Given that @jatrex has already spent a year as a nomad and is currently looking at cost of living, ease of setting up business and long term planning, Georgia seems like a good choice.

$2k-3k goes further in Georgia than in most of the EU. Banking, broadband, high speed mobile etc. are well developed.

You can start a business easily. As a software developer looking to export, the virtual zone is great value. It's a good place to hire people if you want to expand.

But we're talking about somewhere to live for at least half the year, not just a location for an offshore company. So it is important to think about where you want to live. Climate, food, culture, etc. Personally, I like Georgia.

I don't know about Danish withholding taxes or DCFTA, but I think it's worth re-checking the Georgian capital gains tax on selling shares in an offshore company. I could be wrong but I don't think there is any.
Thanks for the advice. I'm planning to travel to Tbilisi as soon as I can because of the corona situation and then I will see if it seems like a place where I can see myself living.

Okay, I'll re-check with the Georgian capital gains tax. They also have territorial taxation, so there might be some workarounds.


Does anyone know if it makes a difference that I won't have a residency for Georgia and that I would just live on a tourist visa? Would a country like Denmark still believe that I lived in Georgia and therefore should pay my taxes there?
 

JustAnotherNomad

Entrepreneur
Yes, exactly. And it should make it very clear where you have to pay your taxes as a Danish citizen living in Bulgaria and receiving a salary from your Danish company.
I haven’t read the treaty, but if you live and work in Bulgaria, it would be extremely unusual if Denmark were allowed to tax that salary.
The other thing is that if it’s your own company, you would probably have permanent establishment in Bulgaria. So you would have to pay Bulgarian corporate income tax. But I guess that shouldn’t be an issue.
 

cyprus123

Silver Member
I would highly recommend to visit Georgia and see if you like the country. You might want to visit Bulgaria (or North Macedonia) as well to have something to compare with.
In terms of cost of living and of a business setup, the bureaucracy and tax burden Georgia is a gem. Even with your 2 to 3k USD a month you will have a very good lifestyle in Tbilisi.

And if you are worried about any political problems, just don't keep all eggs in one basket, open some personal accounts with Revolut, Monese etc. and keep your money there. You could theoretically even work without any local bank account (just to point out that living somewhere and taking advantage of a nice environment and low cost of living doesn't mean you have to bank there).
 

Marie Manila

Active Member
Thanks for the advice. I'm planning to travel to Tbilisi as soon as I can because of the corona situation and then I will see if it seems like a place where I can see myself living.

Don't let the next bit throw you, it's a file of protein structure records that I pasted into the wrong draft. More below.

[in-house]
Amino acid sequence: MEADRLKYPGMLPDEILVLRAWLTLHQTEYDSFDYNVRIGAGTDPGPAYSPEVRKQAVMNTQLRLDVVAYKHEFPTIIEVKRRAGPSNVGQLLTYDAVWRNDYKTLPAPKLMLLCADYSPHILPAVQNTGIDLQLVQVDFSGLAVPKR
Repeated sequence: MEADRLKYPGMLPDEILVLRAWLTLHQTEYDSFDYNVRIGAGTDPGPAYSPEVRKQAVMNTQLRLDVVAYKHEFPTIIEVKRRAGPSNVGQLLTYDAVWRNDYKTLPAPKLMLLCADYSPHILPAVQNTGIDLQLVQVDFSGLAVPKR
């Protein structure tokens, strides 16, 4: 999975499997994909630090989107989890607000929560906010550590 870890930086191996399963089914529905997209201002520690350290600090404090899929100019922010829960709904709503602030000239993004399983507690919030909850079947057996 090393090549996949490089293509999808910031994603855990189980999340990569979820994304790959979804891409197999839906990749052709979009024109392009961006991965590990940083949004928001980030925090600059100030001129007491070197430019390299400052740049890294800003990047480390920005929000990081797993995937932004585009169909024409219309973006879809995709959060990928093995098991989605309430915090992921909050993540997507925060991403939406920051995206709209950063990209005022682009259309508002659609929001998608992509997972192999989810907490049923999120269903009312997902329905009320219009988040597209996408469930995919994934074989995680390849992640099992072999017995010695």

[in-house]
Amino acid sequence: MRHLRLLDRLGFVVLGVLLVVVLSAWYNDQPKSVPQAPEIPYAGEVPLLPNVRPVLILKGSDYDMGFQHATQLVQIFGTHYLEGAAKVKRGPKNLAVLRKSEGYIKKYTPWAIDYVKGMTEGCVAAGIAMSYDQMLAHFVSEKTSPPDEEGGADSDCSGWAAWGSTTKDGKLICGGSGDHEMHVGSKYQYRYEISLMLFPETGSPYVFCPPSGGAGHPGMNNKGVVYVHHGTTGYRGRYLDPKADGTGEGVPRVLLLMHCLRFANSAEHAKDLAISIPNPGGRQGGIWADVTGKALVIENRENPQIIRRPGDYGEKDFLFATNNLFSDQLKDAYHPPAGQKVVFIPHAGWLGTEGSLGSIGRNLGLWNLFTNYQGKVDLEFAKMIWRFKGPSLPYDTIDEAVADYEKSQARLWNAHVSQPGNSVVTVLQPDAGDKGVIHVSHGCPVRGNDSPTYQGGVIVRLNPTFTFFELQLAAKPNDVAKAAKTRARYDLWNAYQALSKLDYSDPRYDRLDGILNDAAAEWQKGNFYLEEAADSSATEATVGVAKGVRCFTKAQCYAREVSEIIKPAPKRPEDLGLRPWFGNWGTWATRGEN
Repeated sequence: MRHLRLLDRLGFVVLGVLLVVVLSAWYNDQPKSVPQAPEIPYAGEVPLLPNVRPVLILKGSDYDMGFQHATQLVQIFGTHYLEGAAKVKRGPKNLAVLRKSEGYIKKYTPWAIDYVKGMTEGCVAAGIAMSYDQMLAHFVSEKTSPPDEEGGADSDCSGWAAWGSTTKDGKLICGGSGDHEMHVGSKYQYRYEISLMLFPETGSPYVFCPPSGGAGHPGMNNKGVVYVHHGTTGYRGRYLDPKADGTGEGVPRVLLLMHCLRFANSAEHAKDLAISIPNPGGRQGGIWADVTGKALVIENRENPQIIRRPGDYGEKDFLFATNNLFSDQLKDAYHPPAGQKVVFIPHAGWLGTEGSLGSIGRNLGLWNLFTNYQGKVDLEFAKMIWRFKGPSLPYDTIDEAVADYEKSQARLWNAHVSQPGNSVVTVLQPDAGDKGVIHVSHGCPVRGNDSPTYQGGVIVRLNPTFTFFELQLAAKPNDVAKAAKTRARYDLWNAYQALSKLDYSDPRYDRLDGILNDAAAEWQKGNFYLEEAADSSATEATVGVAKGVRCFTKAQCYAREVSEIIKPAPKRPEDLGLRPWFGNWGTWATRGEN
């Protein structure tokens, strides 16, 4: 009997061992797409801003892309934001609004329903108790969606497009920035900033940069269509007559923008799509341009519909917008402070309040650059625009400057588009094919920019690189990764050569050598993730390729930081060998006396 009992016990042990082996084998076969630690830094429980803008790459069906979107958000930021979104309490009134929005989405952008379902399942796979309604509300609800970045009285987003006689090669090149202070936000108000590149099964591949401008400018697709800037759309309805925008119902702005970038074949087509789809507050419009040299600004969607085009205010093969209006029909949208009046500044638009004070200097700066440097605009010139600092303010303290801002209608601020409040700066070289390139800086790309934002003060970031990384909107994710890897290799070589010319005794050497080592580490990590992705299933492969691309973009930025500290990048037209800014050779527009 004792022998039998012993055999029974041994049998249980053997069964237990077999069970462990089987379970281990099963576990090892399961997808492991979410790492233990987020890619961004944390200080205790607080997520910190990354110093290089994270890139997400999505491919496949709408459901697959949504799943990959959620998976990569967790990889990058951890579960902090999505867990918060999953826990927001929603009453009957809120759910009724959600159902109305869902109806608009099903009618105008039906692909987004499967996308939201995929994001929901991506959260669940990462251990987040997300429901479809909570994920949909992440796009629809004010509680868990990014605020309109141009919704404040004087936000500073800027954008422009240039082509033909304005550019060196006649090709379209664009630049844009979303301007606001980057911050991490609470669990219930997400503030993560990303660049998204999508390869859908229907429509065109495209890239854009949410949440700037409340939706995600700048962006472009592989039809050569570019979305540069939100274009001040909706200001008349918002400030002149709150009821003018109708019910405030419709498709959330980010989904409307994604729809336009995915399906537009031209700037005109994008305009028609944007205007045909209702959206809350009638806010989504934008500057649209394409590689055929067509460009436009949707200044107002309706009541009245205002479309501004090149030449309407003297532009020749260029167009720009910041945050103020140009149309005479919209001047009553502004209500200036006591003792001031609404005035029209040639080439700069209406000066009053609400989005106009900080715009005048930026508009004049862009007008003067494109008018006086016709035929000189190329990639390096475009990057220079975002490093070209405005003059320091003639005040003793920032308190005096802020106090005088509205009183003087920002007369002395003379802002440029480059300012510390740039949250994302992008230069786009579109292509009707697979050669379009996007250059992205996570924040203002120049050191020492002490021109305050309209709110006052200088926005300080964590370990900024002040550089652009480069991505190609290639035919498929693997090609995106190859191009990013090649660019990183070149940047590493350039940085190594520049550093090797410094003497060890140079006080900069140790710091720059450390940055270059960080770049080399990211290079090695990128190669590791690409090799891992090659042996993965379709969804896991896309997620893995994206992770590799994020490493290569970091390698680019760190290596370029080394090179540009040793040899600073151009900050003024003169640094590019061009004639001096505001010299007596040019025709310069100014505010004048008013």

If you go to Georgia, you should also visit Batumi!
I did not feel comfortable in Tiblisi. But Batumi is a place, where I myself could imagine settling down.
 

JimBeam

Active Member
Georgia - cheap and will probably wold do it - if you can live there and if your setup is not difficult so in case of emergency you could move things to other country (setup a new company somewhere else move the business there). What you need to check is how to get a residency there so you could stay there legally (not as a tourist).

Bulgaria - also pretty cheap, has 10% CIT but with your 2-3k/month you can payout most of it as salary and expenses so you'll probably paying next to nothing. It's part of the EU so it can make things easier (relocation, SEPA payments etc) but can make things also difficult (CRS, CFC, BEPS rules). So you should really do a clean cut - close everything in Denmark and really move to Bulgaria (rent or even buy a cheap place there so you have an address and electricity and cable bills to show even if you plan to travel the Europe in a van and not even live at that place)...

Someone proposed Malta. Everything will be much expensive on Malta compared to Bulgaria, so even if some taxes are bit lower over the time Malta would probably "eat up" the difference over time. Also they have some issues with banks right now and if you plan to live in a van and travel - you'll burn what Malta has to offer in couple of weeks (the place is tiny as Sing Sing) and you might feel trapped or like in jail (which is exactly how I felt after a couple of weeks). The only option is to go to Italy/Sicily (really has a lot to offer) or travel by plane somewhere else.

UAE - can be very expensive to setup and maintain and is not worth doing for 2-3k/month. You can't travel GCC counties in a van since your brain will melt and there is nothing except the desert so it's pretty boring. It is possible, but the question is - do you want to do it. Do you want to live there (or even go there), run business from there etc. Also note that the setup can take months (bank account opening is usually 2 months but can take 6 months, while I guess in Bulgaria or Georgia you'll get one same day or within couple of days).

You could also look into Estonia - that's what's built for people like you: location independent freelancers.

Best thing it to go and see things with your own eyes, talk with some people and get some information from the field.